Ohio State-Alabama: Three Questions for the College Football National Championship

Well, unfortunately, it's time for college football to come to an end. At least the FBS portion (the FCS begins in the spring). Ohio State and Alabama meet for the first time in a national championship game, and second time ever since 2014. The Tide rolled over Notre Dame to get here, while the Buckeyes silenced Dabo Swinney and the Clemson Tigers in an upset. With Alabama expected to win this one, there are three questions that came to mind when thinking about this matchup.


How healthy is Justin Fields?



Last year's playoff game provided Fields with motivation for the 2020 matchup, and he did not disappoint. In the biggest game of the Buckeyes season, their star quarterback threw for 385 yards and six touchdowns. It wasn't all smooth sailing for Fields, as the hit above sent him to the medical tent. Tigers linebacker James Skalski made a big hit on the Buckeyes quarterback, and replays showed that Skalski's helmet made contact with Fields' ribs.


While he came back and put up big numbers after the injury, questions about his health for this game certainly will come back. I'm sure there will be injections involved so they can numb the pain as much as possible for him, but the question will be how healthy his torso is no matter how well he plays. Ohio State needs a healthy Fields to have a chance against Alabama, but we may not know how close to 100% he was until later in his career.


Smith vs. Wade: a lopsided matchup?


First things first, what did you want Shaun Wade to say? Ohio State's cornerback is having a rough year, but he's still a talented cornerback who's also a competitor. He didn't say that he'd dominate DeVonta Smith, but rather he implied that he wanted to cover him. The internet reads into things too much, so it turned into a challenge out of nowhere. So now people are discussing this matchup with more emotion. Smith just one the Heisman Trophy as the first wide receiver to win it since Desmond Howard in 1991.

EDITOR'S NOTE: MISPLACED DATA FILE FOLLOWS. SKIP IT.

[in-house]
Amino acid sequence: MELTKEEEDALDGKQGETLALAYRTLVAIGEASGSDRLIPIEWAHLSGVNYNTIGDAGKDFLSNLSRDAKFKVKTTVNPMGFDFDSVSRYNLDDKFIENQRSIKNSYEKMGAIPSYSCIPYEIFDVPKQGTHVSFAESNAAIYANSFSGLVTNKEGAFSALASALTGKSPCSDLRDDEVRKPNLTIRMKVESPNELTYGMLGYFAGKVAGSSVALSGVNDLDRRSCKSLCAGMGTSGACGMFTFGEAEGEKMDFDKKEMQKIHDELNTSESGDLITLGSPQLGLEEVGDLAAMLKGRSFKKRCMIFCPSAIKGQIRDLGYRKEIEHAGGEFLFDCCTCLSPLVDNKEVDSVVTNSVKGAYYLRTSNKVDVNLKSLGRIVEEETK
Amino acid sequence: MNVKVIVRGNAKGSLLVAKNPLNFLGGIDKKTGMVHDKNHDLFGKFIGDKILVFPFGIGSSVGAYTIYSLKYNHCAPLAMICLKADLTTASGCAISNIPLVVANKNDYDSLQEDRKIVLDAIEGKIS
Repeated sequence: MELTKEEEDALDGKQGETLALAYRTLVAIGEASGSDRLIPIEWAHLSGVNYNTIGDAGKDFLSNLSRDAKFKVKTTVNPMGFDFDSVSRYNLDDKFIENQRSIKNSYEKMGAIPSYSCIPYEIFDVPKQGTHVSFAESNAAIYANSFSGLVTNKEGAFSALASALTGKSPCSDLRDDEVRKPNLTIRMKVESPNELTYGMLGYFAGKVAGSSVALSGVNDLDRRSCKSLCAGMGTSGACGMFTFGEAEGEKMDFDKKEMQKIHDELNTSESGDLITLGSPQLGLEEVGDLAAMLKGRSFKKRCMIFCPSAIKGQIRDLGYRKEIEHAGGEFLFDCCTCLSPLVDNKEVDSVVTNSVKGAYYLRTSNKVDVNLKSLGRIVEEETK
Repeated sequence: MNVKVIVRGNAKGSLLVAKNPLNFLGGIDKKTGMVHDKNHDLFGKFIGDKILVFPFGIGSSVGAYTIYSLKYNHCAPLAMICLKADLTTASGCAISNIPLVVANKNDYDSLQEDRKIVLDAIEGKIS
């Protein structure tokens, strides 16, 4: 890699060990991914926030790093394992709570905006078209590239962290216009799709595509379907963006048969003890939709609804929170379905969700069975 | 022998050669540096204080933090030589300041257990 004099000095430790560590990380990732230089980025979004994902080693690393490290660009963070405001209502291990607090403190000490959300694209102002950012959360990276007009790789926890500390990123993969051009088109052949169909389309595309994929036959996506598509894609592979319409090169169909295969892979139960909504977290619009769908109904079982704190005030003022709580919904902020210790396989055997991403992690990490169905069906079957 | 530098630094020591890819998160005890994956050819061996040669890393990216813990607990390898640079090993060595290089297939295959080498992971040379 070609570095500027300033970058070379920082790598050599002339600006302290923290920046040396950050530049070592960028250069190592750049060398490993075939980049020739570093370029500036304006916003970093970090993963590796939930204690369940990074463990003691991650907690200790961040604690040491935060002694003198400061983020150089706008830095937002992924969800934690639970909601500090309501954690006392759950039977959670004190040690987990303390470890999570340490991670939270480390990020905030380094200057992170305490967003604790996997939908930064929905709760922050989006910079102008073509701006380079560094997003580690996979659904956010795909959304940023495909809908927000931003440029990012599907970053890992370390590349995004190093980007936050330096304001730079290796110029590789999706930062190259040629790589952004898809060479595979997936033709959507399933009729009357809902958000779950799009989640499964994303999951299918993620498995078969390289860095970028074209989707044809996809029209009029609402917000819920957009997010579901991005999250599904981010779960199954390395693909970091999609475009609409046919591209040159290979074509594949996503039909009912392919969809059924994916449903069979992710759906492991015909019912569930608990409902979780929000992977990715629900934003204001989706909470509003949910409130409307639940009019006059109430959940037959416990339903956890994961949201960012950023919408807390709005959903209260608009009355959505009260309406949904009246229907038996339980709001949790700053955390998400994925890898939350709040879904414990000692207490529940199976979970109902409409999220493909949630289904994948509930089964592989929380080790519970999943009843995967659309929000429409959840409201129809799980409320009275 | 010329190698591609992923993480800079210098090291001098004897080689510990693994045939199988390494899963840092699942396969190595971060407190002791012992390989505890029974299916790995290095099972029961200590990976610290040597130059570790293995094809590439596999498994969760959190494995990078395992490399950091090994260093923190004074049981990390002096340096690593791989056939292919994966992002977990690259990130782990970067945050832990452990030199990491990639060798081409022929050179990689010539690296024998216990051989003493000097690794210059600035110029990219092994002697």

Wade's transition to outside corner hasn't been smooth, but it's not like he's worthless. Yes, he struggled against Clemson's Cornell Power (139 yards, two touchdowns) and faces a much tougher task in Smith (1,641 yards, 20 touchdowns on the season), but he'll compete with the Heisman winner. Wade's not the only player that will have the spotlight on him. Alabama has another Heisman finalist in quarterback Mac Jones (4,036 yards, 36 touchdowns), and a Heisman snub in running back Najee Harris (1,733 yards, 27 touchdowns). Oh, and there's this report that Jaylen Waddle might return. Waddle was considered at one point to be the best receiver on Alabama's roster, so getting him back would be huge. So the Wade versus Smith matchup is a big one, but it quickly becomes less important with all of the talent Ohio State must account for Monday.


What does a win mean for each program?


Alabama seems to be headed for yet another national championship under Nick Saban, so it seems like business as usual. For the Buckeyes, it puts Ryan Day on another level. So a win means more for Ohio State than it does for Alabama. It shows that Day can continue the success that Urban Meyer brought to Columbus, including winning national championships. He's already brought the talent there, but now he'd prove that he can turn that talent into a trophy. There is one concerning thing that a win for either program provides: the talent gap in college football.


Every year, it's the same teams in the College Football Playoff. While that's great that teams can recruit at a high level and win a bunch of championships, it's not good for the sport overall. Yes, if you get enough four and five star players on the roster, you should win championships. You have enough talent where it's inevitable at that point, but it's putting the sport in a bad spot. For the teams competing, their fans care about what's going on, but you lose viewership throughout the country. Playoff expansion is in the future, but something still needs to be done about the talent gap. There aren't many realistic solutions right now because we're talking about colleges, but the conversation needs to be started.


Teams like Cincinnati and Coastal Carolina had incredible seasons, ones which saw them win every regular season game but no chance of competing for a national championship. The College Football Playoff Committee already has issues of their own, but the sport as a whole needs to make changes. Alabama and Ohio State will be an entertaining matchup, but having the same matchups year in and year out hurts the product. Spice things up with different teams than the blue bloods, and college football can grow.

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